ch. 23 Transfer into the gas phase: ammonia stripping / Kai M. Udert --
23.1.Introduction --
23.2.Wastewaters with High Ammonia Content --
23.3.Chemical Equilibria --
23.3.1.Acid-base equilibrium --
23.3.2.Gas exchange equilibrium --
23.4.Ammonia Stripping with Air --
23.5.Ammonia Stripping with Air and Carbon Dioxide Pre-Stripping --
23.6.Ammonia Stripping from Stored Urine --
23.6.1.Stripping reactors with adsorption in acid --
23.6.2.Steam stripping --
23.6.3.Passive ammonia stripping in urine-collecting systems --
23.7.Products of Ammonia Stripping --
23.8.Conclusions --
References --
ch. 24 Transfer into the solid phase / Kai M. Udert --
24.1.Introduction --
24.2.Struvite Precipitation --
24.2.1.Conditions for struvite formation --
24.2.2.Magnesium sources --
24.2.3.Struvite precipitation in urine --
24.2.4.Struvite precipitation in blackwater --
24.2.5.Micropollutants and pathogens --
24.2.6.Use of struvite --
24.3.Other Precipitation Processes --
24.4.Phosphate Adsorption --
24.4.1.Phosphate removal with adsorption --
24.4.2.Applications --
24.4.3.Adsorbents --
24.4.4.Mechanisms --
24.4.5.Phosphorus recovery --
24.5.Nutrient Removal by Ion Exchange --
24.5.1.Operational conditions --
24.5.2.Ion exchange in source-separated urine --
24.5.3.Amount of zeolite --
24.5.4.Blackwater and greywater --
24.5.5.Use of zeolites as fertilizer carrier --
24.6.Concentration Processes --
24.6.1.Freeze and thaw --
24.6.2.Electrodialysis --
24.6.3.Reverse osmosis --
24.6.4.Distillation --
24.6.5.Energy demand --
24.7.Concluding Remarks --
References --
ch. 25 Membrane processes / Zenah Bradford-Hartke --
25.1.Introduction --
25.2.Basic Features of Membrane Systems --
25.2.1.Precautions for decentralized systems --
25.3.Decentralized Applications --
25.3.1.Introduction --
25.3.2.Greywater --
25.3.3.Blackwater --
25.3.4.Source-separated urine --
25.3.5.Combined wastewater --
25.4.Industry Trends --
25.4.1.Accounting for the cost of carbon --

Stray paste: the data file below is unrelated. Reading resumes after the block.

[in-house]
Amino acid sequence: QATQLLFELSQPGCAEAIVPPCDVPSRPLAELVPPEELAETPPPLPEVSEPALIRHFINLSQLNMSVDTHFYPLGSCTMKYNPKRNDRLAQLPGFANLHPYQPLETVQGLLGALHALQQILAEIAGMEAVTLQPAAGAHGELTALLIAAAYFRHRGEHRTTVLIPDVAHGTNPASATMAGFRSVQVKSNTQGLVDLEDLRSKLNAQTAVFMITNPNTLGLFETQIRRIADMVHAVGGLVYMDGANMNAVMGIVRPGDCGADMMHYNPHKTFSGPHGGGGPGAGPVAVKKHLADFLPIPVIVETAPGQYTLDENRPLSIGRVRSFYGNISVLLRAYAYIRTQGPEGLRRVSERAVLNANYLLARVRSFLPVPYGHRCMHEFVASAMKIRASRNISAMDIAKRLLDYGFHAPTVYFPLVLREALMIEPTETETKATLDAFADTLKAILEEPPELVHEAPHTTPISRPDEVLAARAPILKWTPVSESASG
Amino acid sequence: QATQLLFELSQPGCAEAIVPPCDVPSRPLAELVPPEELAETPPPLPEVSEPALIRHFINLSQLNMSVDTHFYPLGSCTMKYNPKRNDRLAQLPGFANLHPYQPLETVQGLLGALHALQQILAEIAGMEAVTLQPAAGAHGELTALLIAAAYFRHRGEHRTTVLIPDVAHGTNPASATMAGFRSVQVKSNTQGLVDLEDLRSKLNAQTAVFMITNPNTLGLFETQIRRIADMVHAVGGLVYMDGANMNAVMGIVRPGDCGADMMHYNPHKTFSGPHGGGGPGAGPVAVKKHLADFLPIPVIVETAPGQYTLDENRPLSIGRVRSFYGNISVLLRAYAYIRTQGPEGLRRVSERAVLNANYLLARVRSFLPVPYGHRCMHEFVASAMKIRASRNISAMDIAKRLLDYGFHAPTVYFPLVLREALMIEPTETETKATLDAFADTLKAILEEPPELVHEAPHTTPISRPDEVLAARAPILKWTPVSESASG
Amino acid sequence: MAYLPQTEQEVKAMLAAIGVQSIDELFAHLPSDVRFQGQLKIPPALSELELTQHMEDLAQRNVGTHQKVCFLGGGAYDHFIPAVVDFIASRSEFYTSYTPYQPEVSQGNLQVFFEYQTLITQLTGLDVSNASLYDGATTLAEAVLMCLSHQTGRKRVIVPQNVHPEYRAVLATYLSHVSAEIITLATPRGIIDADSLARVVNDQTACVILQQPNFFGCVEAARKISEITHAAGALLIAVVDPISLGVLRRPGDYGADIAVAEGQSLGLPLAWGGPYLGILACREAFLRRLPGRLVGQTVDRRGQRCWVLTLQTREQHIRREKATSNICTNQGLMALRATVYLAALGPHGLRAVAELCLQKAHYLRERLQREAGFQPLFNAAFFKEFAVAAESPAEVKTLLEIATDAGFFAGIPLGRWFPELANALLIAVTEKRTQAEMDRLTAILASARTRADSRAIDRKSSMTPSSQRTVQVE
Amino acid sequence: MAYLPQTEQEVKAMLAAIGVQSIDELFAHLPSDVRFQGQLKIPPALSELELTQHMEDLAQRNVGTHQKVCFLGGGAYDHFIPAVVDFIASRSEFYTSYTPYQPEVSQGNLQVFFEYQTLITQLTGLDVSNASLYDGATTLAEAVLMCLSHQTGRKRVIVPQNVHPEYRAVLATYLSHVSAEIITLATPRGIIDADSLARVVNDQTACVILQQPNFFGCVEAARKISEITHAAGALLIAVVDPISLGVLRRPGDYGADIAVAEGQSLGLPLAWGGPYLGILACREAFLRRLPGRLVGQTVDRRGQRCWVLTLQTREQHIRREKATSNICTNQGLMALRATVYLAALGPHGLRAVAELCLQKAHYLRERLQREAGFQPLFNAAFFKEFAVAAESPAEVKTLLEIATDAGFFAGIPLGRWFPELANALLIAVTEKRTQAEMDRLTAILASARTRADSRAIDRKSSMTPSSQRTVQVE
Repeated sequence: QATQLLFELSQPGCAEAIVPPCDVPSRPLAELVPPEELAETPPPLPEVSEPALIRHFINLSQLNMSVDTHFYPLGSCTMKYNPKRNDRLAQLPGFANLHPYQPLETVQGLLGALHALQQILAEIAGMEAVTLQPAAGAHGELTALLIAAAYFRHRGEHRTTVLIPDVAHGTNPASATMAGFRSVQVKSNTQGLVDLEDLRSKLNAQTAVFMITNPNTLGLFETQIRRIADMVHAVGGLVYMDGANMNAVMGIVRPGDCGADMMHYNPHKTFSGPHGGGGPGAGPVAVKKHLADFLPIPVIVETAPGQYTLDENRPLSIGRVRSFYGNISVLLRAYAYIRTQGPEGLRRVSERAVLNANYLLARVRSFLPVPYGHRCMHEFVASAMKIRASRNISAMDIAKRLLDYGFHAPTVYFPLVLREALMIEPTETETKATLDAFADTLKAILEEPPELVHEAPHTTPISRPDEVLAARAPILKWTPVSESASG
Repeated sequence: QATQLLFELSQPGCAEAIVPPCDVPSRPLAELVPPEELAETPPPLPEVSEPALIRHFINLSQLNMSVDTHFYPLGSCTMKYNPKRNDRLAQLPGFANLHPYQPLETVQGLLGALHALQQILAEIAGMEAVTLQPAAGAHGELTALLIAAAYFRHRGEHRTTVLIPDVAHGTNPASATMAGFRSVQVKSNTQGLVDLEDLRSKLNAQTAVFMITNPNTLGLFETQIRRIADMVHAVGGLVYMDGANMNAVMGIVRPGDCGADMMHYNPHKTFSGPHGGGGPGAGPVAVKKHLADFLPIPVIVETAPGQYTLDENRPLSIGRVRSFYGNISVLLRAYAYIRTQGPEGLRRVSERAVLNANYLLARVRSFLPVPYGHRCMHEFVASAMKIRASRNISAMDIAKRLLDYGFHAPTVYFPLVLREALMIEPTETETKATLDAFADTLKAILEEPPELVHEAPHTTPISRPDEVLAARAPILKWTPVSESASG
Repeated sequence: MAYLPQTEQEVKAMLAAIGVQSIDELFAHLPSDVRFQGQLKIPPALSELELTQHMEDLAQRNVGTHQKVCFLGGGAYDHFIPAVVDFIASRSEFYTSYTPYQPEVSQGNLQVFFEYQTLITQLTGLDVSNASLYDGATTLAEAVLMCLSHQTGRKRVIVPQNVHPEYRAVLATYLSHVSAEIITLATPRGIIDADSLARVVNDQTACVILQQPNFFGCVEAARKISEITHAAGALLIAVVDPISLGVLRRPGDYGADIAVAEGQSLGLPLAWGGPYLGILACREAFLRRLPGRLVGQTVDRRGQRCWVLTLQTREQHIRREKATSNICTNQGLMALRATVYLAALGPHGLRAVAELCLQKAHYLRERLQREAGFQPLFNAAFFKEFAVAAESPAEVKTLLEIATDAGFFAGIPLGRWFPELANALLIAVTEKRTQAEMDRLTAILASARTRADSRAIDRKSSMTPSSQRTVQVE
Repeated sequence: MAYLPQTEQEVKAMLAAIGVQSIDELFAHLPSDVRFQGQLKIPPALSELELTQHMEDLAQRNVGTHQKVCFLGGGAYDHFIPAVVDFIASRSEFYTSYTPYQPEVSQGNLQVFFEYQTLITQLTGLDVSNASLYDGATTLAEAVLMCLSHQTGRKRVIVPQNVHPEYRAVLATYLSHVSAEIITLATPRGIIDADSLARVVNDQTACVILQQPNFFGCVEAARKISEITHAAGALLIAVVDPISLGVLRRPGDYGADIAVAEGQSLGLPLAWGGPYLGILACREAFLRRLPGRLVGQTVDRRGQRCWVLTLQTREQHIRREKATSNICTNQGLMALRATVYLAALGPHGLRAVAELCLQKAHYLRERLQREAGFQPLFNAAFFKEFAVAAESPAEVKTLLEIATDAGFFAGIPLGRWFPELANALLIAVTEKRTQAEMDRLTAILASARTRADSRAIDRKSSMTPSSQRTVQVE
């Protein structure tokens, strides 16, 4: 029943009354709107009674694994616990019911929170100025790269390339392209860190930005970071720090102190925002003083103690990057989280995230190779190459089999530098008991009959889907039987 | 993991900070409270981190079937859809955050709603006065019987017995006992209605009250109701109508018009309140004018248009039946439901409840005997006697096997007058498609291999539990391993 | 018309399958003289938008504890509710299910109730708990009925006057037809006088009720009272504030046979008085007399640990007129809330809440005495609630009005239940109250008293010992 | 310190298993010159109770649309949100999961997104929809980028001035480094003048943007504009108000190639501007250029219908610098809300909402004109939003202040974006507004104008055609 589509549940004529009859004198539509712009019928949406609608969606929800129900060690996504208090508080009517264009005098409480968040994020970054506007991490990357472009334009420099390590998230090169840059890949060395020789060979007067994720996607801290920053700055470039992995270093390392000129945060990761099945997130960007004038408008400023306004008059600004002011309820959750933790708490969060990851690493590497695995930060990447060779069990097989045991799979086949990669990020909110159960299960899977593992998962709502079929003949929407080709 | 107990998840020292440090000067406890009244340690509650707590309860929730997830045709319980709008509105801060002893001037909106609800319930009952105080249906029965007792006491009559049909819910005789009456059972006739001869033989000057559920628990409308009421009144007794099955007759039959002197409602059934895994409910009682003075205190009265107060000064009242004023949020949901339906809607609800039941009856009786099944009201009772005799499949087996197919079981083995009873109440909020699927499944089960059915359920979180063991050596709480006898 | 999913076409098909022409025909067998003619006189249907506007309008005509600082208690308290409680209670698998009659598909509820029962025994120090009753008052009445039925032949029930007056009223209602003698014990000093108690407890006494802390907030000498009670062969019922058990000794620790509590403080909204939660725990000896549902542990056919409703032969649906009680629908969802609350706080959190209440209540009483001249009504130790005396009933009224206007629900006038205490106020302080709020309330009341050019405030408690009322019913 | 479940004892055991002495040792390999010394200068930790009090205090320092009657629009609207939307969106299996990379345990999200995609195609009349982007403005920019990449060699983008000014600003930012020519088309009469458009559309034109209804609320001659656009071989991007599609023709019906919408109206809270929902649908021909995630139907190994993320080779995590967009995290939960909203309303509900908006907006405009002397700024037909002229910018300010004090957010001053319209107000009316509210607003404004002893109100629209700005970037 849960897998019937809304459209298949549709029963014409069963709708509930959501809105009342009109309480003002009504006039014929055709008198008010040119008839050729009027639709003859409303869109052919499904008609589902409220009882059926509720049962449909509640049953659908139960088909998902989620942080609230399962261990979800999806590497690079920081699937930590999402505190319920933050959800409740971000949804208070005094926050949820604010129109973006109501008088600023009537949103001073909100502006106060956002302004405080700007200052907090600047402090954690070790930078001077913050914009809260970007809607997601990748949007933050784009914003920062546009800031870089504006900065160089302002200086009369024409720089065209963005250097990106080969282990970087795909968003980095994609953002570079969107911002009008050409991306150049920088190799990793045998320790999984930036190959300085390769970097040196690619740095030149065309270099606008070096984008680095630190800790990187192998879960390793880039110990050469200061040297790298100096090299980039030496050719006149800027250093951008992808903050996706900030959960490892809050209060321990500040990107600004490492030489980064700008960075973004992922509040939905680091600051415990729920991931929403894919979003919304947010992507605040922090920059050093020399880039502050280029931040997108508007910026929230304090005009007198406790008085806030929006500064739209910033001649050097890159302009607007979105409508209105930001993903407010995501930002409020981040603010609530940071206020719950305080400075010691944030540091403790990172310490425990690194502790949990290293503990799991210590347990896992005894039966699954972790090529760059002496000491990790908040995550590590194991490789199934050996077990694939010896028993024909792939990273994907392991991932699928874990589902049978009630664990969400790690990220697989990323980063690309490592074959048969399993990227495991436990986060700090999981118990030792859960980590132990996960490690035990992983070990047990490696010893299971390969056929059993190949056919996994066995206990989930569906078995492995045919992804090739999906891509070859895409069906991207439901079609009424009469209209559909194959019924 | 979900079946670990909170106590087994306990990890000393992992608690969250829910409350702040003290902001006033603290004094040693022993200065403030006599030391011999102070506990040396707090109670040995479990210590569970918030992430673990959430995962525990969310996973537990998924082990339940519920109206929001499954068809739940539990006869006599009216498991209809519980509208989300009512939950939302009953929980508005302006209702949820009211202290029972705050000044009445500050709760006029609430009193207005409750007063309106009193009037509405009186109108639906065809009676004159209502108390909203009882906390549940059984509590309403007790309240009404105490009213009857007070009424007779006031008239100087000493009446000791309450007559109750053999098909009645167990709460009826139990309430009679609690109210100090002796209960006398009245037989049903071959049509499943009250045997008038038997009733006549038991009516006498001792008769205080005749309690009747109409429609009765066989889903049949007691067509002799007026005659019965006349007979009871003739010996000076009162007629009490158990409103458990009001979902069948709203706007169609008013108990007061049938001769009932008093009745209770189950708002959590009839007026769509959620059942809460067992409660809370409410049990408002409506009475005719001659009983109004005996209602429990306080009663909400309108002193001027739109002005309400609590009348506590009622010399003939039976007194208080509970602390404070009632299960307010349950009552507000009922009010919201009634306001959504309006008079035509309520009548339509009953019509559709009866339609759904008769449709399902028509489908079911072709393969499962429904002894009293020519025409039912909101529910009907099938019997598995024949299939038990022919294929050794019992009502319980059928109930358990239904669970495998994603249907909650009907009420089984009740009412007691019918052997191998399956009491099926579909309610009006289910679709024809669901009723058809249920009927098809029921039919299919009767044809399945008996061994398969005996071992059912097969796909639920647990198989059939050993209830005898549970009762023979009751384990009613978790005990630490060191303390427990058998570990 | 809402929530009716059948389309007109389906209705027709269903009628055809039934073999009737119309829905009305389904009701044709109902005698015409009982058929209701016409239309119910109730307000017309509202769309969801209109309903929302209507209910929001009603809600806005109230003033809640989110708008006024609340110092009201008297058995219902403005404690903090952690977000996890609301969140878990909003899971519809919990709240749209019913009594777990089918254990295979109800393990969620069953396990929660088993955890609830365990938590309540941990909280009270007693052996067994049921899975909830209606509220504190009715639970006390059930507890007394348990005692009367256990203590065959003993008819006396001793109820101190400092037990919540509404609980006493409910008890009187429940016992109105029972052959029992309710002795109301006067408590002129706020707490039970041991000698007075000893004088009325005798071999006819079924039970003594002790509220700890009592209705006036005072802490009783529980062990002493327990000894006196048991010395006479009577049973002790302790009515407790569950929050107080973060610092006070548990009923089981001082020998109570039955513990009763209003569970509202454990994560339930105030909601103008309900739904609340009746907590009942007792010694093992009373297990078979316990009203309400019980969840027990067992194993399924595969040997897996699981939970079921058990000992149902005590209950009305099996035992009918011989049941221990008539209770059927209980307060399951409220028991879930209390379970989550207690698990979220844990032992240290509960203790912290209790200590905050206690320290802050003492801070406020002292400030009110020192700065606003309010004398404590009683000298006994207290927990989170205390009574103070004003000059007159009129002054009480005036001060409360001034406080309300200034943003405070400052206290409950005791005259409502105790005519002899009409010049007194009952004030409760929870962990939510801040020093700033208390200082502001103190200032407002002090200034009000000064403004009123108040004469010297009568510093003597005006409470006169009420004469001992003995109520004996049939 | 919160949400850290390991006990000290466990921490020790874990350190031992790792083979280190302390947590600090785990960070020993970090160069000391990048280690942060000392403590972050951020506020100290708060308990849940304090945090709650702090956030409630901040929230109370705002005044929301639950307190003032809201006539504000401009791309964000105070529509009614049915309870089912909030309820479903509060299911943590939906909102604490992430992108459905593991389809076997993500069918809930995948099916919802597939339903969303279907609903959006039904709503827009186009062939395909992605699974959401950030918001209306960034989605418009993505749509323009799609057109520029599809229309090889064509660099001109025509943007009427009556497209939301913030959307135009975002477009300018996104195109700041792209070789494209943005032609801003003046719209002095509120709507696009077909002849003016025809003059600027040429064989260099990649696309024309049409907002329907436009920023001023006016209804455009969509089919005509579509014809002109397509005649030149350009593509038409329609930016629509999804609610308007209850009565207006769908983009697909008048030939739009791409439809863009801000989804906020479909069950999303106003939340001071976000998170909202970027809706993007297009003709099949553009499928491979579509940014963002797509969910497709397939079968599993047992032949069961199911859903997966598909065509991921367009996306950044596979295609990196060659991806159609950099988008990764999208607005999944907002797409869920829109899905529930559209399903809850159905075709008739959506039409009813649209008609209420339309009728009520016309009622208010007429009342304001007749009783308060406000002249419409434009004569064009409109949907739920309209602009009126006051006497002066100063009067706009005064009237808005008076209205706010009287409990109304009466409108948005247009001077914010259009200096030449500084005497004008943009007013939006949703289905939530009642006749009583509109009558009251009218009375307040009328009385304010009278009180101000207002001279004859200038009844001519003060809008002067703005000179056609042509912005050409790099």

25.4.2.Increased monitoring and regulation of trace contaminants --
25.4.3.Application of risk management procedures --
25.5.Conclusions --
References --
ch. 26 Chemical oxidation processes / Urs von Gunten --
26.1.Introduction --
26.1.1.Common chemical oxidants --
26.1.2.Oxidation/disinfection by-products --
26.1.3.Kinetics of oxidation/disinfection processes --
26.1.4.Transformation products and their biological activity --
26.2.Application of Oxidation Processes to Source-Separated Waste Streams --
26.2.1.General considerations --
26.2.2.Efficiency of oxidation/disinfection processes: role of water matrix components --
26.2.3.Efficiency of oxidation/disinfection with ozone: the role of DOC concentration --
26.2.4.Application of oxidation/disinfection processes to source-separated urine --
26.2.5.Application of oxidation/disinfection processes to greywater --
26.2.6.Application of oxidation/disinfection to effluents of biological reactors --
26.3.Conclusions --
References --
ch. 27 Enhanced fractionation of mixed wastewater as an alternative to separation at the source / Bert Bundervoet --
27.1.Introduction --
27.2.Motives for Up-Concentration --
27.3.Approaches for Small Communities --
27.3.1.Fractionation of mixed wastewater --
27.3.2.Post-treatment options for water reuse --
27.3.3.The potential for energy recovery --
27.3.4.The potential for nutrient recovery --
27.4.Approaches at Household Level --
27.5.The Future of Membrane Filtration --
27.6.Summary --
Acknowledgement --
References --
pt. IV The international experience --
ch. 28 The Swedish experience with source separation / H. Jonsson --
28.1.The Early 1990s --
Introduction of UD --
28.2.Late 1990s To Present --
On-Site Sanitation --
28.3.Three Typical Swedish Cases Studies --
28.3.1.Single household with local reuse of urine and faeces --
28.3.2.Local blackwater system for eco-fertilizer production --
28.3.3.Municipality demanding source separation (Tanum) --
28.4.Conclusions --
References --
ch. 29 Practical experience with source separation in Germany / Jorg Londong --
29.1.Background --
29.2.The DWA Story --